Dick Durbin apologized for comparing Gitmo to the horrors of concentration camps run by Hitler, Stalin, and Pol Pot. But that crazy GOP just won’t accept it.
That is the theme of today’s L.A. Times article on Dick Durbin’s so-called apology. The article is titled Sen. Durbin’s Regret for Remarks Not Enough for GOP.
“Sen. Durbin’s Regret.” That’s a hell of an interesting headline for a guy who had this to say in a radio interview conducted on Friday morning:
Q: No regrets on the statements you made?
Durbin: No, I don’t, and I’ll tell you why. I went to the floor and read a memo from the FBI. This isn’t something I made up.
Durbin was offered many chances in the interview to retract his ridiculous comparison. He declined. He was asked if he was surprised at the backlash, and guess who he blamed it on? You got it — that vast right-wing conspiracy:
Q: Are you surprised at all this backlash?
Durbin: Yes, I am. Well, I shouldn’t be. I have seen it happen before. What happens is this, for your listeners, so they understand now. The people on the other side, the president’s supporters, have a pretty substantial network behind them. The first thing they do when they get angry and decide to focus on something, my statement obviously was their focus, they start their blogs, which I don’t pay a lot of attention to but some people do. The next thing you know is it moves into this talk radio. I became a poster child for Rush Limbaugh. He put my number on his radio show. People called from all around the country. The Washington Times, a very conservative, Republican newspaper, puts a front page story about me on there. The White House lashes out at me, and pretty soon the mainstream media, it just follows. It has happened time and time again.
That was Friday morning. By Friday afternoon, Durbin’s only regret appeared to be that others had misunderstood him: “I sincerely regret if what I said caused anyone to misunderstand my true feelings: Our soldiers around the world and their families at home deserve our respect, admiration and total support.”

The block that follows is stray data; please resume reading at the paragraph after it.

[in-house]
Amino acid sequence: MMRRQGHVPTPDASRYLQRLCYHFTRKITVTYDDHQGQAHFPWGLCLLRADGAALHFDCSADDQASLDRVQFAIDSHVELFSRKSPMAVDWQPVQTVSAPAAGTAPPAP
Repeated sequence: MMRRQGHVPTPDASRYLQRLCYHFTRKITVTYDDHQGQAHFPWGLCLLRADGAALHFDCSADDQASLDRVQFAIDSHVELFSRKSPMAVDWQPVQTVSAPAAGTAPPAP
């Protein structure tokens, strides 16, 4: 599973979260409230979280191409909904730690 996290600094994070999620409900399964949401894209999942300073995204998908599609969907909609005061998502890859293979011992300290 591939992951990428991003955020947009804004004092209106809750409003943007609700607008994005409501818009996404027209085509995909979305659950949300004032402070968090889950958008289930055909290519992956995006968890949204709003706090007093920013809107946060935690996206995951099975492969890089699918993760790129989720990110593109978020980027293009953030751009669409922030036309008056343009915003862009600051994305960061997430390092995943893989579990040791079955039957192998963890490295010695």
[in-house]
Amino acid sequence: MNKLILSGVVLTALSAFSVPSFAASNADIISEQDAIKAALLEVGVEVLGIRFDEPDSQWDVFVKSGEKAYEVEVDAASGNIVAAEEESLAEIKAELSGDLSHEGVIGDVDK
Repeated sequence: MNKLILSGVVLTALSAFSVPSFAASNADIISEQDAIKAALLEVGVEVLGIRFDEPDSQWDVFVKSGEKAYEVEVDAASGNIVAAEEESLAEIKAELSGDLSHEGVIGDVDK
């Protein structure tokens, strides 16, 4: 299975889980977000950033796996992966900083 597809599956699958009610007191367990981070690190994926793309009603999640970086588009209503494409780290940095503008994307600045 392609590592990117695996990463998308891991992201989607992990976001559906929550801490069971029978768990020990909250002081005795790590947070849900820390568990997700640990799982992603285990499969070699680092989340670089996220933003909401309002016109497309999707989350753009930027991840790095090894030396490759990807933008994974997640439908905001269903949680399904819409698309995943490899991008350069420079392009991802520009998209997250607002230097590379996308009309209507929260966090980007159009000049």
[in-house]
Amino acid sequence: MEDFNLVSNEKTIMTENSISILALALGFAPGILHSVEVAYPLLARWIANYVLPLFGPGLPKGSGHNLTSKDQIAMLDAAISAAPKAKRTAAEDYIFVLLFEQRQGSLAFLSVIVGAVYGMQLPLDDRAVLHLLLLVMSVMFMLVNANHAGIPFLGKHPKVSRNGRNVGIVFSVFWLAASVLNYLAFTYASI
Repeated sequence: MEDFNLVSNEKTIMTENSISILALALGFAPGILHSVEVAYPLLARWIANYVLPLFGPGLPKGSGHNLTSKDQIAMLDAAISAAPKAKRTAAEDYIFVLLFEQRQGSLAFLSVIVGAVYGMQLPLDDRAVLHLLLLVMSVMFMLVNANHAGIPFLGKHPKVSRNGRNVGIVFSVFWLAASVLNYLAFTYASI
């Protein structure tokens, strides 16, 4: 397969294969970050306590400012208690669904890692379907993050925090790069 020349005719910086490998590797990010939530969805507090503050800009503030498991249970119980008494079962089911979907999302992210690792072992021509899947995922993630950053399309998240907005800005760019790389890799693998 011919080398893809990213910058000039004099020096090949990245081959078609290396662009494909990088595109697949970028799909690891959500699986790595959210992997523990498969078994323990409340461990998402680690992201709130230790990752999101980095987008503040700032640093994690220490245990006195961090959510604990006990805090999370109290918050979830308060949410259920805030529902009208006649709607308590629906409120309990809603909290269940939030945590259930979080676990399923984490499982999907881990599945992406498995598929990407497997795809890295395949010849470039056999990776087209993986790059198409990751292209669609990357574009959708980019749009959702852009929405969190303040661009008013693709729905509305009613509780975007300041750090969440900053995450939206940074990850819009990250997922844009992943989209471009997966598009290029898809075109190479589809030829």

Do you think that it would have helped L.A. Times readers to understand GOP outrage if they had been told that, earlier that same morning, Durbin had maintained that he had no regrets for the statements? I do. But that is nowhere mentioned in the article. Instead, we hear that the guy has apologized, but that the rotten stinkin’ GOP won’t accept the heartfelt apology:
Sen. Richard J. Durbin (D-Ill.), the assistant minority leader, subsequently said he regretted that his comments were misunderstood as criticism of U.S. troops. But Republicans have continued to call for a more forthright apology.
. . . .
“I have learned from my statement that historical parallels can be misused and misunderstood,” he said in a written statement. “I sincerely regret if what I said caused anyone to misunderstand my true feelings: Our soldiers around the world and their families at home deserve our respect, admiration and total support.”
But that language, Republicans said, was not enough. On Saturday, former House Speaker Newt Gingrich called on the Senate to censure Durbin because his statement of regret did not retract the comparison.
The closest the article comes to alerting readers to Durbin’s hypocrisy is to say that he “initially seemed unrepentant.” Initially? What about on Friday morning, when he said he had no regrets? The paper skips over that and says: “By Friday, however, he relented.”
No. On Friday morning, he seemed unrepentant. On Friday afternoon, he “relented” to the extent of being sorry that others were too thick to understand what he was really saying.
If Durbin were a Republican making a ridiculous statement about policies of a Democratic administration, his Friday morning remarks would have been the focus of the story.
Instead we get a headline talking about “Sen. Durbin’s Regret.” Nice.